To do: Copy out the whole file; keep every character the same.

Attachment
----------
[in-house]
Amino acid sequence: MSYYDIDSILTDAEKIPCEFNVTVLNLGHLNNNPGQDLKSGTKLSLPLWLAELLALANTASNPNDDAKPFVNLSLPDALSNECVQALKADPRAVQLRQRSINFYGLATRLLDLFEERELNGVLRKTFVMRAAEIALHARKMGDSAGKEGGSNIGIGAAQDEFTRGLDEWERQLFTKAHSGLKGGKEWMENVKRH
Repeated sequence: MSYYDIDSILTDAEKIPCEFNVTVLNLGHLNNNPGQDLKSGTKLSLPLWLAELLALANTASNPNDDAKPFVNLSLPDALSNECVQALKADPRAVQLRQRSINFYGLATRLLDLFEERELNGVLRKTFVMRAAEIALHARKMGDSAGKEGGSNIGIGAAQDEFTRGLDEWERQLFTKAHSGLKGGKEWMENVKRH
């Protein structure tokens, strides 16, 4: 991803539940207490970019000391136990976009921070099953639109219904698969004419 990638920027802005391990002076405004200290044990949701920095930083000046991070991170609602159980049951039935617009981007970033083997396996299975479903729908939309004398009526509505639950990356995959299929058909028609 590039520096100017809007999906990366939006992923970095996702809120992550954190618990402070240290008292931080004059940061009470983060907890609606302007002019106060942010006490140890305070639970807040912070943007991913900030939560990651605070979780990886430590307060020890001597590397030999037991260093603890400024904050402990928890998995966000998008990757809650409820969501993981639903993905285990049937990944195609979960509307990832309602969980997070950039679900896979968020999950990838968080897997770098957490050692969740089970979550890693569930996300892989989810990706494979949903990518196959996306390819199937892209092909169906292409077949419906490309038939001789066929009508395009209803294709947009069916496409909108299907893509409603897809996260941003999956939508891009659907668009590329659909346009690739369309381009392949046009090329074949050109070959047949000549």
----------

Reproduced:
[in-house]
Amino acid sequence: MSYYDIDSILTDAEKIPCEFNVTVLNLGHLNNNPGQDLKSGTKLSLPLWLAELLALANTASNPNDDAKPFVNLSLPDALSNECVQALKADPRAVQLRQRSINFYGLATRLLDLFEERELNGVLRKTFVMRAAEIALHARKMGDSAGKEGGSNIGIGAAQDEFTRGLDEWERQLFTKAHSGLKGGKEWMENVKRH
Repeated sequence: MSYYDIDSILTDAEKIPCEFNVTVLNLGHLNNNPGQDLKSGTKLSLPLWLAELLALANTASNPNDDAKPFVNLSLPDALSNECVQALKADPRAVQLRQRSINFYGLATRLLDLFEERELNGVLRKTFVMRAAEIALHARKMGDSAGKEGGSNIGIGAAQDEFTRGLDEWERQLFTKAHSGLKGGKEWMENVKRH
């Protein structure tokens, strides 16, 4: 991803539940207490970019000391136990976009921070099953639109219904698969004419 990638920027802005391990002076405004200290044990949701920095930083000046991070991170609602159980049951039935617009981007970033083997396996299975479903729908939309004398009526509505639950990356995959299929058909028609 590039520096100017809007999906990366939006992923970095996702809120992550954190618990402070240290008292931080004059940061009470983060907890609606302007002019106060942010006490140890305070639970807040912070943007991913900030939560990651605070979780990886430590307060020890001597590397030999037991260093603890400024904050402990928890998995966000998008990757809650409820969501993981639903993905285990049937990944195609979960509307990832309602969980997070950039679900896979968020999950990838968080897997770098957490050692969740089970979550890693569930996300892989989810990706494979949903990518196959996306390819199937892209092909169906292409077949419906490309038939001789066929009508395009209803294709947009069916496409909108299907893509409603897809996260941003999956939508891009659907668009590329659909346009690739369309381009392949046009090329074949050109070959047949000549």